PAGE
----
]. This level of shared decision making must be agreed upon and operationalised in order to avoid confusion regarding issues of accountability. For all those in the care package to be confident, it must be clear that some third party information could not be revealed automatically. This would preserve carers' confidence that when providing sensitive information, that this information will not be revealed to the service user without prior consent. Likewise, service users would need to have confidence that they maintained control over dissemination of material discussed confidentially with a care provider.
(iv) Organisational and clinical context
Any introduction of new technology into healthcare settings needs to take into account existing organizational and clinical practices and frameworks. There is frequently the temptation to fall into a technological determinism: policy makers and implementers hope that certain inherent features of the technology will bring about anticipated effects, without considering how the technology is part of a socio-technical complex comprising diverse structures and actors. Technologies have the capacity to shape existing roles, identities and expectations between service users and healthcare professionals, as well as between different actors within the healthcare system [31
]. But the specific ways in which they do so depends significantly on a dynamic process that shifts across time and works out differently in diverse contexts. Any introduction of ePHRs in mental health needs therefore to attend carefully to how different healthcare contexts are likely to offer different constraints and potentials. Both the design and the implementation of ePHRs need to be flexible enough to respond nimbly to these dynamic landscapes.
Evidence of the benefits and costs of implementing ePHRs in mental health
Despite the number of potential problems specific to ePHRs in mental health - and the past failings of other ePHRs such as Health Space - very few controlled studies exist in the literature. This was noted in Henderson and Laugharne's review [32
], which identified no randomised controlled trials concerning patient-held records in mental health, in spite of considerable contemporary approval. Despite patient-held records being in use for those with mental ill health, there was no acceptable evidence which could assess the benefits or harms. Since this review, only two RCTs have been published but neither of these studies used an electronic record. Warner, King, Blizard, McClenahan and Tang conducted a 12-month cluster-randomised controlled trial in the UK using a paper-based patient held record, and found that there were no significant effects in the experimental group on symptom intensity, satisfaction with services or hospital admissions [33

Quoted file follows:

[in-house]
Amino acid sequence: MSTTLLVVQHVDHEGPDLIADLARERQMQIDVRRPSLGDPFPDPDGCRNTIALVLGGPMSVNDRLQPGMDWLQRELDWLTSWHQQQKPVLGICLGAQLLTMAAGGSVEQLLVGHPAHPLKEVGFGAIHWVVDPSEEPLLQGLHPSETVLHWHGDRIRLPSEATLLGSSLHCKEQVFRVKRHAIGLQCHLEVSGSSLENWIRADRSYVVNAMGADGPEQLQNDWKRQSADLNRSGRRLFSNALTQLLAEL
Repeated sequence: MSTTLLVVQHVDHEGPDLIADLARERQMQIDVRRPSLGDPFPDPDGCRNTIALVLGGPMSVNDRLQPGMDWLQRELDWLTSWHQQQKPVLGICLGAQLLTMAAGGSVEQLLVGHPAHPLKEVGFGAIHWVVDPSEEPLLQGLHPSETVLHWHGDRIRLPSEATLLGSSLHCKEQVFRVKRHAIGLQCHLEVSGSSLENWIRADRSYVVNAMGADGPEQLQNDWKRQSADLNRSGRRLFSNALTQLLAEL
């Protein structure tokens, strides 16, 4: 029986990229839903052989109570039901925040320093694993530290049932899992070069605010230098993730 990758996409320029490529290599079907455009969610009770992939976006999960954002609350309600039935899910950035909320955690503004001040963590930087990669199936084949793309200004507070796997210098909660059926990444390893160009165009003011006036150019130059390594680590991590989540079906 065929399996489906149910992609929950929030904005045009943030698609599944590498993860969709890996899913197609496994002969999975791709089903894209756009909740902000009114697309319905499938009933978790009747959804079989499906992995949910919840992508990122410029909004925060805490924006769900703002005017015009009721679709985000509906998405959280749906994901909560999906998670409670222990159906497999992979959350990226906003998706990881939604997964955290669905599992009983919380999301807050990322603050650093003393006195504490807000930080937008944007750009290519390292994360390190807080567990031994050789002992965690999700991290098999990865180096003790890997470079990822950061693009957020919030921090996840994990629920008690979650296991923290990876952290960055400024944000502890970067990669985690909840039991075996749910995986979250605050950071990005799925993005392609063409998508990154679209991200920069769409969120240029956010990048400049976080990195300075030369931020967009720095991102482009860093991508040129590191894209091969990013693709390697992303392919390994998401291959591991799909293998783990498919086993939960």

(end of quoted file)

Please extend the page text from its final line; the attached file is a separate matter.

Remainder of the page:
]. Furthermore these authors found that the use of the shared care record was low amongst both professionals and patients. The second RCT found better uptake of the UK-trialled (and again paper-based) patient held record, but replicated Warner et al. [33
] in finding no significant differences between groups on measures of symptoms, satisfaction or use of services [34
The lack of positive (or detrimental) effects may be due to a number of reasons. Both studies may have missed important effects due to the high attrition rates [35
]. For example, in Warner et al.'s study 56% of the 90 participants randomised to PHR did not use it at all and were therefore deemed not to benefit from it [33
]. Second, the outcome measures might not have been appropriate to identify the costs and benefits. Essex, Doig and Renshaw [19
] showed that patient-held shared care records were acceptable to those with severe mental illness and improved autonomy, effectiveness of shared care, and communication with clinicians; none of these outcomes were assessed in either of the RCTs. In their review of patient held records in mental health services, Laugharne and Stafford [36
] also discovered that patients generally found their notes useful, informative and felt they increased their autonomy. Additionally the authors note that there may be a positive impact on treatment adherence, although they acknowledge the need for a more stringent evaluation of all of these effects [36
]. A final explanation for the null results of previous RCTs might be that the patient-held records did not consist of the necessary elements needed to improve patient outcomes. A paper version of the PHR was investigated in Stafford and Laugharne's [37
] study, in which a patient-held care booklet was provided to long-term mental health service users including information on medications, contact numbers and notes. They found that the vast majority of those in the study viewed the booklet as useful and informative, with participants frequently citing the most useful information as telephone numbers and medication. Both of these were omitted from Warner et al.'s intervention [33
]. Perhaps the most encouraging aspect of Stafford and Laugharne's design [37
] is that a follow-up study five years later demonstrated that nearly 65% of those interviewed were still using the shared care record, showing naturalistic sustainability [38
The potential benefits of ePHRs give good reason to pursue their design and implementation. None of the obstacles mentioned above such as computer literacy or issues of confidence are insurmountable; rather, they serve to illustrate that there are a number of issues which must be addressed before implementing ePHRs in the field of mental health. Little experimental rigour has been applied when investigating whether ePHRs will be acceptable and useful to both patient and clinician. There are a small number of naturalistic studies driving the implementation of ePHRs in mental health and although they are encouraging, the results must be viewed as anecdotal.